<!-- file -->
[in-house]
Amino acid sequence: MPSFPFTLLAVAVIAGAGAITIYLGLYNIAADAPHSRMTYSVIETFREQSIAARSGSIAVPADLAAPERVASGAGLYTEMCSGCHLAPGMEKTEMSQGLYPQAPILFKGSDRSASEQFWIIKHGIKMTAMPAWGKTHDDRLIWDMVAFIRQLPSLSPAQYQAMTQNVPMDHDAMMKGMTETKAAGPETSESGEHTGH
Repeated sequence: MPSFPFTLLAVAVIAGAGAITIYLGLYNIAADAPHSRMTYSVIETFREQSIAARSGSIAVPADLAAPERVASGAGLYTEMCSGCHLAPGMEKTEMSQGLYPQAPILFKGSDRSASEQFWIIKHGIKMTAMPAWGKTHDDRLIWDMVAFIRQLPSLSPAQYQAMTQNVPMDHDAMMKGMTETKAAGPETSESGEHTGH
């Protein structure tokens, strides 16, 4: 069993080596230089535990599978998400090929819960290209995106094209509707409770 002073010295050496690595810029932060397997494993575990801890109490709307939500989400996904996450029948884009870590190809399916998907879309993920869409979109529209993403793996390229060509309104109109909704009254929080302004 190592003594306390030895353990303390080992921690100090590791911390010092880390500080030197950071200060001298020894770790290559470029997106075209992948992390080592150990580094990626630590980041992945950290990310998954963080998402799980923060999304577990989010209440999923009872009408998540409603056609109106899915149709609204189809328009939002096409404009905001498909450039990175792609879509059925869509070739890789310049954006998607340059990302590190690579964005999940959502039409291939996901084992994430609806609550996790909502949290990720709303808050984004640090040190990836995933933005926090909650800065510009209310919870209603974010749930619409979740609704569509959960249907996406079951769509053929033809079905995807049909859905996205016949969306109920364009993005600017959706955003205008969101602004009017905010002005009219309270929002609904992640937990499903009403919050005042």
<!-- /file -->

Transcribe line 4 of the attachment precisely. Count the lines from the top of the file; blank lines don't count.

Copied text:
């Protein structure tokens, strides 16, 4: 069993080596230089535990599978998400090929819960290209995106094209509707409770 002073010295050496690595810029932060397997494993575990801890109490709307939500989400996904996450029948884009870590190809399916998907879309993920869409979109529209993403793996390229060509309104109109909704009254929080302004 190592003594306390030895353990303390080992921690100090590791911390010092880390500080030197950071200060001298020894770790290559470029997106075209992948992390080592150990580094990626630590980041992945950290990310998954963080998402799980923060999304577990989010209440999923009872009408998540409603056609109106899915149709609204189809328009939002096409404009905001498909450039990175792609879509059925869509070739890789310049954006998607340059990302590190690579964005999940959502039409291939996901084992994430609806609550996790909502949290990720709303808050984004640090040190990836995933933005926090909650800065510009209310919870209603974010749930619409979740609704569509959960249907996406079951769509053929033809079905995807049909859905996205016949969306109920364009993005600017959706955003205008969101602004009017905010002005009219309270929002609904992640937990499903009403919050005042």